: This opcode checks the top value on the stack. It is removed from the stack if it evaluates to true (non-zero). An error is generated if it evaluates to false (zero) and script execution halts.OP_RETURN
: This opcode is used to mark a transaction output as unspendable and can be used to embed arbitrary data on the blockchain.
Bitcoin Script lacks essential features necessary for Turing completeness, such as loops and arbitrary branching. It does not provide the ability to perform repetitive computations or make conditional decisions based on random conditions. This limitation is intentionally imposed to maintain the security and stability of the Bitcoin network.
Bitcoin aims to ensure deterministic and predictable transaction processing by limiting the scripting capabilities. It prevents potential issues like infinite loops, excessive resource usage, and unbounded computation that could harm the network's efficiency and reliability.
While Bitcoin's scripting language is not Turing complete, it still allows for implementing basic conditions and logic for transaction verification. However, it does not support complex computations and programmability in Turing complete languages like Ethereum's Solidity.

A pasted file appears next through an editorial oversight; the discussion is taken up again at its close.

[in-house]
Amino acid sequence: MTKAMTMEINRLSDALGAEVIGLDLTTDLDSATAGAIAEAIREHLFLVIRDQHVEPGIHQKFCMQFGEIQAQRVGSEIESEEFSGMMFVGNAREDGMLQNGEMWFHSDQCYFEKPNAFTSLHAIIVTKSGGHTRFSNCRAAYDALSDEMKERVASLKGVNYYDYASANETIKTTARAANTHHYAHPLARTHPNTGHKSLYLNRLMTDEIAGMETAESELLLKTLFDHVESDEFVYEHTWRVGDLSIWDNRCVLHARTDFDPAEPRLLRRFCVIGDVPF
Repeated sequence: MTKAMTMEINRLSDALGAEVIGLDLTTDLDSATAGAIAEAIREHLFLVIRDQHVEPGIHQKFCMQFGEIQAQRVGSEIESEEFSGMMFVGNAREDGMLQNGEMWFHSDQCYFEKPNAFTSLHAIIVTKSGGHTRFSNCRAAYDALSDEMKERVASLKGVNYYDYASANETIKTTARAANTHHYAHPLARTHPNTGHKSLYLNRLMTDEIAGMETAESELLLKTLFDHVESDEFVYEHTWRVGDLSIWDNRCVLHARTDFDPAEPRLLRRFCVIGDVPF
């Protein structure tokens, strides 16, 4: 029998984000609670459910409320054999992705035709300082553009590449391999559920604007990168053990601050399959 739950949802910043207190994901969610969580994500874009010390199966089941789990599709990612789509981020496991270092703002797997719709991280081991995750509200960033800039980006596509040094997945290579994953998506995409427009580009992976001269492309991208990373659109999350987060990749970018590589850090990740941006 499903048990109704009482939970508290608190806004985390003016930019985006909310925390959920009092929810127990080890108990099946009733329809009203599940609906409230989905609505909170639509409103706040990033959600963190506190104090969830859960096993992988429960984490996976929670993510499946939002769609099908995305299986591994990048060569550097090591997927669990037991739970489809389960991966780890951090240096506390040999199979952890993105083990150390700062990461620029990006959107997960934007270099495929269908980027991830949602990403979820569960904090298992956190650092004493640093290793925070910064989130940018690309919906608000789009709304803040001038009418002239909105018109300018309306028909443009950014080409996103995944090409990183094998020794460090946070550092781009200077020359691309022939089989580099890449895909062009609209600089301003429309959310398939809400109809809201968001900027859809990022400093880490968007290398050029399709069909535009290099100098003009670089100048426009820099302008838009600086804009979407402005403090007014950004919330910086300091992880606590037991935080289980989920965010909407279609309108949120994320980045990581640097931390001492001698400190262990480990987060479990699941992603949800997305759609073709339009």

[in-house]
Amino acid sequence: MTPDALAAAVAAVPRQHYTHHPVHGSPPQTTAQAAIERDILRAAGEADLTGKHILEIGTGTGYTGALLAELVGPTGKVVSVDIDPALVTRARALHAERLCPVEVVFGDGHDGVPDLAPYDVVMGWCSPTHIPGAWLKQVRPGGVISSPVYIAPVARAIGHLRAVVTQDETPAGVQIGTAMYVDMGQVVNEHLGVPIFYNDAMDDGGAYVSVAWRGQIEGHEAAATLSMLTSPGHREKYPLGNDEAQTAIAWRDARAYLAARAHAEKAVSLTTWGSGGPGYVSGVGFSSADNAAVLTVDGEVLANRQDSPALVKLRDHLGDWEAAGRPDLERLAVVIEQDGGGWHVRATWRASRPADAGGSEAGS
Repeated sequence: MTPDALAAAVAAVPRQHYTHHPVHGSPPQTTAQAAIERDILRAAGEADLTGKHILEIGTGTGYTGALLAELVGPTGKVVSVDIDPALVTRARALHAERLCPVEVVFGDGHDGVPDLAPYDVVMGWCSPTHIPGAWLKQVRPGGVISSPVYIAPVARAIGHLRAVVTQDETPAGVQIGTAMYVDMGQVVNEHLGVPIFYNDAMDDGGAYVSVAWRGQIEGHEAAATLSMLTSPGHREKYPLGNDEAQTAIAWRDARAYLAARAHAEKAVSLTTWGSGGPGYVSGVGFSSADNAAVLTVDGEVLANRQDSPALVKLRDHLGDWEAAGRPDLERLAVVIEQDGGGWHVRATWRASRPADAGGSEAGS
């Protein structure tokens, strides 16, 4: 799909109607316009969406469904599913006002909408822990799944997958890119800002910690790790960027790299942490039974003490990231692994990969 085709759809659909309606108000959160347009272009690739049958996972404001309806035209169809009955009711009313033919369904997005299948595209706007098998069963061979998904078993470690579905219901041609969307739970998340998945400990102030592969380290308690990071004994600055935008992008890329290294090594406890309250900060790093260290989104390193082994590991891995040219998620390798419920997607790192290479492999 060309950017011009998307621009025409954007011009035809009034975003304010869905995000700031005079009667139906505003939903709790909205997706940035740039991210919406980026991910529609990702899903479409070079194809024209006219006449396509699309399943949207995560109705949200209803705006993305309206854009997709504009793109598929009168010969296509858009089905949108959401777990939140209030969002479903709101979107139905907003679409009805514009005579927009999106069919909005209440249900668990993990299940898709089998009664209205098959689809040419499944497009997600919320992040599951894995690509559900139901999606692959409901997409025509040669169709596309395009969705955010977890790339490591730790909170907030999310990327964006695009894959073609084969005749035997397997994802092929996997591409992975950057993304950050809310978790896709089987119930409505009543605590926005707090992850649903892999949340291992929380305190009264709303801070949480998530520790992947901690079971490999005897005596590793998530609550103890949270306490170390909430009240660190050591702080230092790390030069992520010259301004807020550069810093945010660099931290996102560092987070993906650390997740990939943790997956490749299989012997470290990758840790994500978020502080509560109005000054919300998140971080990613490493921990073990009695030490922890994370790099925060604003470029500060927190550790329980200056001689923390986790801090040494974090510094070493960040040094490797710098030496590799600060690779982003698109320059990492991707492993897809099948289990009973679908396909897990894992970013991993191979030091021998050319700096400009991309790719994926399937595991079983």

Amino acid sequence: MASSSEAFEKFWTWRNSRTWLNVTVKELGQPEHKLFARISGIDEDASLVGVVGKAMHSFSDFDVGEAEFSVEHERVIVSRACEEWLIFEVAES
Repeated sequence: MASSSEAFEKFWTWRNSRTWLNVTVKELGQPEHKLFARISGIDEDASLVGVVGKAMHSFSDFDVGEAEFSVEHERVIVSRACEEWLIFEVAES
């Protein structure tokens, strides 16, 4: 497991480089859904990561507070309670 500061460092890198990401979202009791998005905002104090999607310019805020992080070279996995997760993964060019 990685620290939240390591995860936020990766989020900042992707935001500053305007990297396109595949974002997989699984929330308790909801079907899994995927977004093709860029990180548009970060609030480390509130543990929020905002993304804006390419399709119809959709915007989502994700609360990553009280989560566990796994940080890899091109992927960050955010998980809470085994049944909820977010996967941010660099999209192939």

The intentional restriction of Bitcoin Script is a trade-off made to prioritize security and maintain the integrity of the Bitcoin network as a decentralized digital currency system rather than a general-purpose computing platform.
Turing completeness is very dangerous, particularly in open-access systems like public blockchain, because of the halting problem.
The halting problem is a famous problem in computer science that determines whether a program will eventually halt or run indefinitely. In simpler terms, it asks whether it is possible to create a program or an algorithm that can predict whether another program will eventually stop or run forever.
The mathematician and logician Alan Turing first formulated the halting problem in the 1930s as part of his work on computability theory. Turing showed that no general algorithm can solve the halting problem for all possible programs.
Let's consider a simple example to illustrate the halting problem.
def f(n):
if n == 0:
return 1
else:
return f(n-1) + f(n-1)
This program defines a recursive function f(n)
that takes a non-negative integer n as an input and returns 2^n as an output. However, if we give a negative integer as an input, the program will never stop because it will keep calling itself with smaller and smaller negative values. So, the halting problem asks whether we can write another program that can look at this program and tell us whether it will halt or not for any input.